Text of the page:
In an accompanying editorial, experts noted that since September 2011, the supply of key second-line TB drugs has been "precarious."
"Kanamycin is no longer produced in the United States, streptomycin has been intermittently unavailable because of increased international demand, and capreomycin and amikacin have been available on an intermittent basis in only small amounts because of manufacturing problems and lack of raw materials," according to the editorial.
Other causes included shipping delays (noted in 71 percent of cases), lack of resources (62 percent), and the complicated process of obtaining certain drugs (48 percent).
As a result of difficulties obtaining drugs to treat multidrug-resistant TB, 58 percent of the TB programs reported delays in treating patients, 32 percent said there were lapses or interruptions in patient treatment, and 32 percent said they were forced to use an inadequate -- and potentially less effective -- treatment regimen.
Shortages disrupt the flow of care, as well, the editorial pointed out, leading to "rationing, increased drug costs, and inefficient use of staff time." They also "increase the risk for medication errors because regimens must be adjusted, leading to confusion over drug administration schedules, adverse reactions [side effects] and [drug-to-drug] interactions," the experts wrote.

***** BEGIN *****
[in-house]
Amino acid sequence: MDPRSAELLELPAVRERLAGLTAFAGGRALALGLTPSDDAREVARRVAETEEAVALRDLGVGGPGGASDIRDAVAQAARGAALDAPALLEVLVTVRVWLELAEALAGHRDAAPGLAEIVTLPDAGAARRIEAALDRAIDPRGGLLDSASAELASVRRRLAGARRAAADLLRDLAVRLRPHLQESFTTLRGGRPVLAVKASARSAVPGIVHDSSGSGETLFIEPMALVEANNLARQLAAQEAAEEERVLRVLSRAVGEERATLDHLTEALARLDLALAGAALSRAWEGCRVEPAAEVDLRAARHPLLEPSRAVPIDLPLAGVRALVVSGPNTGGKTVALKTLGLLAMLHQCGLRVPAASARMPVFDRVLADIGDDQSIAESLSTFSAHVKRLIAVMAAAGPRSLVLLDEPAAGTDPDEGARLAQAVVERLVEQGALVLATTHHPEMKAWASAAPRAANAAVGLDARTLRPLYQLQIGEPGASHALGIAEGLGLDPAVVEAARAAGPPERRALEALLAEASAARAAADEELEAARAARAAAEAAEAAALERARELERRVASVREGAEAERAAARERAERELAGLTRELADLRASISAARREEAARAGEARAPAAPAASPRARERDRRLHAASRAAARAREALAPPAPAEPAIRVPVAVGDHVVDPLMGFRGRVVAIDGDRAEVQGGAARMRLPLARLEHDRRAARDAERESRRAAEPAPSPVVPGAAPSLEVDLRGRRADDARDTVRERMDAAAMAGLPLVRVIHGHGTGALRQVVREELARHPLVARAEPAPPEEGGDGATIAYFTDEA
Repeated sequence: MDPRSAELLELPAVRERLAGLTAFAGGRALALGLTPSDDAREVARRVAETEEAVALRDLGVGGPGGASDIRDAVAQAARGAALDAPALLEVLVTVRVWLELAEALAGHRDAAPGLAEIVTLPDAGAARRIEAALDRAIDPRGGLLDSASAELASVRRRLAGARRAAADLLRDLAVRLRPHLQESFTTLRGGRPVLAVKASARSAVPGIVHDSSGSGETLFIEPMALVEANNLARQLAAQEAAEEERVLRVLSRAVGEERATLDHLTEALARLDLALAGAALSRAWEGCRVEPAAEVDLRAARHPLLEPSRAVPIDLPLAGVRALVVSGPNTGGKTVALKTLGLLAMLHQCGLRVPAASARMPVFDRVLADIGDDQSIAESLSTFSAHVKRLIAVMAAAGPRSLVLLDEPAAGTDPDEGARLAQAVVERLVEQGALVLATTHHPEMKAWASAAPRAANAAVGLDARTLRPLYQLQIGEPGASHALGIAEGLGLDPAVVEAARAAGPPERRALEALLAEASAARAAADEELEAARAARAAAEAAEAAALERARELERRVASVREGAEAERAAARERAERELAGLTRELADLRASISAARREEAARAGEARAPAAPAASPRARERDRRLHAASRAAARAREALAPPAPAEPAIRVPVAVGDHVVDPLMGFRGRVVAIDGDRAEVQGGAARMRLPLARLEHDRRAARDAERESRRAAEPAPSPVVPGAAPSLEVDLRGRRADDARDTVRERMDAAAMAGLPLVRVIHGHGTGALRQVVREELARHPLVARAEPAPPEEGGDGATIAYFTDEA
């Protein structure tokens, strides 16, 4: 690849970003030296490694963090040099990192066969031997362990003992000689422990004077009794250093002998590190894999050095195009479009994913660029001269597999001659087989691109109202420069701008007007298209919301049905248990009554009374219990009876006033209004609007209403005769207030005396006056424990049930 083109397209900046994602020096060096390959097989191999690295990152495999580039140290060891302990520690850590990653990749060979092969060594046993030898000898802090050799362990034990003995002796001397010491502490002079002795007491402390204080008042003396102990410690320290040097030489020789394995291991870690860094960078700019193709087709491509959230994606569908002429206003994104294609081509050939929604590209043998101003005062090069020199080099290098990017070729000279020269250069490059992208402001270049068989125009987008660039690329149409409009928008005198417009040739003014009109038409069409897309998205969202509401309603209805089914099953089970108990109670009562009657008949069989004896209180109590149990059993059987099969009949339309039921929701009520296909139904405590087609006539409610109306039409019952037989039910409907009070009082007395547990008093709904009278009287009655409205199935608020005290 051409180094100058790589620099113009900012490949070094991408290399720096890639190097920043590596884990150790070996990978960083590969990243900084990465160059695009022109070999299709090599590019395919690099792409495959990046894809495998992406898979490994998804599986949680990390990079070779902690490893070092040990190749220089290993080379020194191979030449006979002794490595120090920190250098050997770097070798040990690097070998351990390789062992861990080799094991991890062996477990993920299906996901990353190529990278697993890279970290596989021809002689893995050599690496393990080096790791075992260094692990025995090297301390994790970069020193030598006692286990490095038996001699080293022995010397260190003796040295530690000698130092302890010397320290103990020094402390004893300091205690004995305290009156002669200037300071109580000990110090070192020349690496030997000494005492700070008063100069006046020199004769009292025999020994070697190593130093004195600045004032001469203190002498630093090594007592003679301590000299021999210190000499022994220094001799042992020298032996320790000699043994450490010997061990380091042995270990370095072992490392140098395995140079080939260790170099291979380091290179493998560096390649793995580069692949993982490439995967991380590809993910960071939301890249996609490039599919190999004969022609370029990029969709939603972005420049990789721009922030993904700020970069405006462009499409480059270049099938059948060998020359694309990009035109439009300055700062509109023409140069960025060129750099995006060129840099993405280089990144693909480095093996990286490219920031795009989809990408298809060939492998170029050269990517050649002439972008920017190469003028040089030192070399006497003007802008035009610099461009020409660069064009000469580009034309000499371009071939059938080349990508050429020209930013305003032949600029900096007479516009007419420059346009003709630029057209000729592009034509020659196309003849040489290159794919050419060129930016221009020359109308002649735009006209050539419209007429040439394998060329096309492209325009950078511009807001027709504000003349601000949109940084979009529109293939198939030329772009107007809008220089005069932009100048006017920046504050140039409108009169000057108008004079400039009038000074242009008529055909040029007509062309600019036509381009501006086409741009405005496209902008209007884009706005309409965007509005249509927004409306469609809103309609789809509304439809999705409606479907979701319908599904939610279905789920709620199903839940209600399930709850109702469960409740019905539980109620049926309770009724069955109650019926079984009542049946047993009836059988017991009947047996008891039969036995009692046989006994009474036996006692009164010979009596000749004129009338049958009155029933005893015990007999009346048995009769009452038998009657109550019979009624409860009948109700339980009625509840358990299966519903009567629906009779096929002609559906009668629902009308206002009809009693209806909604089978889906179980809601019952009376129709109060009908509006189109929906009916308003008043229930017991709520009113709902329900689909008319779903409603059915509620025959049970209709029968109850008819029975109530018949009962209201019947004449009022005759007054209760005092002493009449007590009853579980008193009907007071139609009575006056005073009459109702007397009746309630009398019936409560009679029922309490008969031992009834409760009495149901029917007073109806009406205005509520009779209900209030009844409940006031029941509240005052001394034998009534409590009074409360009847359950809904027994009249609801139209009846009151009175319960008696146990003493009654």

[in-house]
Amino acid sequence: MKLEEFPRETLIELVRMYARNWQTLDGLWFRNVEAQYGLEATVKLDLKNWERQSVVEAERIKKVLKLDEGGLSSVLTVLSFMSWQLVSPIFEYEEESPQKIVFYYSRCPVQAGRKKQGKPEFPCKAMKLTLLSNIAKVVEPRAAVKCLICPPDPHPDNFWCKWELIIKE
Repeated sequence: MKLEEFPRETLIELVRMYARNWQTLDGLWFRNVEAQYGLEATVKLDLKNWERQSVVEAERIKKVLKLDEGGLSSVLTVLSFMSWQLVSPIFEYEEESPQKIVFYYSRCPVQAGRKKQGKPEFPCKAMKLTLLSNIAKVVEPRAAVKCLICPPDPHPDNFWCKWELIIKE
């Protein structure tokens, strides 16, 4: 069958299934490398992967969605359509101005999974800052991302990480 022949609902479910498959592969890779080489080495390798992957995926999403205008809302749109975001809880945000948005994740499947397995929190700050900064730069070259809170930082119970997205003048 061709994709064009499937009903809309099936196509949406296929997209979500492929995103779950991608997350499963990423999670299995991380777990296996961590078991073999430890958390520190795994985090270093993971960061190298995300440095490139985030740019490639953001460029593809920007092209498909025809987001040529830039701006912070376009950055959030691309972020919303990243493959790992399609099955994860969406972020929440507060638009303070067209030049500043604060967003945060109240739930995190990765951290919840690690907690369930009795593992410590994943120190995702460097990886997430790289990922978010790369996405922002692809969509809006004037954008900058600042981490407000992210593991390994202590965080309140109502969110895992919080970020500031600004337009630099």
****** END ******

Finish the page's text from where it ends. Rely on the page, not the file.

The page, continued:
Some efforts are underway to help ease the situation. In March of 2011, the Federal Advisory Council for the Elimination of Tuberculosis created a working group to address ongoing drug shortages, and in October 2011, a presidential order directed the U.S. Food and Drug Administration and the U.S. Department of Justice to fight drug shortages occurring across the health care spectrum.
"Reliable, consistent access to second-line drugs will require the collaboration of CDC, FDA, state and local health de
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